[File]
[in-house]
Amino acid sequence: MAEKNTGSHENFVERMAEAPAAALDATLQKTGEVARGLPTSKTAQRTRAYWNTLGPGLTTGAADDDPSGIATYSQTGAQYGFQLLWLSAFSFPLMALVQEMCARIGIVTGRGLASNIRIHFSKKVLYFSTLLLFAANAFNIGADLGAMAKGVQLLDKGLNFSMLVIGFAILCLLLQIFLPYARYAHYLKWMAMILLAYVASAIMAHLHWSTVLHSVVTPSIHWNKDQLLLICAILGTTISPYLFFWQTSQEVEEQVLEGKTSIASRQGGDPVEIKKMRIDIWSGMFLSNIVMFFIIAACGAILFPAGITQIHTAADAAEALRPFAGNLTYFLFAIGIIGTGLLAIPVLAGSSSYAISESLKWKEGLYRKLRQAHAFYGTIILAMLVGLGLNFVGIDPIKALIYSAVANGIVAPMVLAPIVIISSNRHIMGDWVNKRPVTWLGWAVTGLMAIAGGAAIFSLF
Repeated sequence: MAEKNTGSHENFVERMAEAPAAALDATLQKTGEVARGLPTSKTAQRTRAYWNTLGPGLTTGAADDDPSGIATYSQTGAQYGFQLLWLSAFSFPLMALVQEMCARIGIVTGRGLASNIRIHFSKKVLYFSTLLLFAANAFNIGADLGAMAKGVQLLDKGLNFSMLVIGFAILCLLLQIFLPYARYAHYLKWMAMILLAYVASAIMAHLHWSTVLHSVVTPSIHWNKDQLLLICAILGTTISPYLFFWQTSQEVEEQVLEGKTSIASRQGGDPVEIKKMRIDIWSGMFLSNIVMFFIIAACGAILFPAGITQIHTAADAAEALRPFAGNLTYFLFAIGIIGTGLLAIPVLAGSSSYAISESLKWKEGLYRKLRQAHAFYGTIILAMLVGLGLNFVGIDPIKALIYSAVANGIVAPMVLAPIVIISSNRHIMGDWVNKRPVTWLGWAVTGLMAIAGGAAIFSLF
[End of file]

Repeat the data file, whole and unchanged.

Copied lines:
[in-house]
Amino acid sequence: MAEKNTGSHENFVERMAEAPAAALDATLQKTGEVARGLPTSKTAQRTRAYWNTLGPGLTTGAADDDPSGIATYSQTGAQYGFQLLWLSAFSFPLMALVQEMCARIGIVTGRGLASNIRIHFSKKVLYFSTLLLFAANAFNIGADLGAMAKGVQLLDKGLNFSMLVIGFAILCLLLQIFLPYARYAHYLKWMAMILLAYVASAIMAHLHWSTVLHSVVTPSIHWNKDQLLLICAILGTTISPYLFFWQTSQEVEEQVLEGKTSIASRQGGDPVEIKKMRIDIWSGMFLSNIVMFFIIAACGAILFPAGITQIHTAADAAEALRPFAGNLTYFLFAIGIIGTGLLAIPVLAGSSSYAISESLKWKEGLYRKLRQAHAFYGTIILAMLVGLGLNFVGIDPIKALIYSAVANGIVAPMVLAPIVIISSNRHIMGDWVNKRPVTWLGWAVTGLMAIAGGAAIFSLF
Repeated sequence: MAEKNTGSHENFVERMAEAPAAALDATLQKTGEVARGLPTSKTAQRTRAYWNTLGPGLTTGAADDDPSGIATYSQTGAQYGFQLLWLSAFSFPLMALVQEMCARIGIVTGRGLASNIRIHFSKKVLYFSTLLLFAANAFNIGADLGAMAKGVQLLDKGLNFSMLVIGFAILCLLLQIFLPYARYAHYLKWMAMILLAYVASAIMAHLHWSTVLHSVVTPSIHWNKDQLLLICAILGTTISPYLFFWQTSQEVEEQVLEGKTSIASRQGGDPVEIKKMRIDIWSGMFLSNIVMFFIIAACGAILFPAGITQIHTAADAAEALRPFAGNLTYFLFAIGIIGTGLLAIPVLAGSSSYAISESLKWKEGLYRKLRQAHAFYGTIILAMLVGLGLNFVGIDPIKALIYSAVANGIVAPMVLAPIVIISSNRHIMGDWVNKRPVTWLGWAVTGLMAIAGGAAIFSLF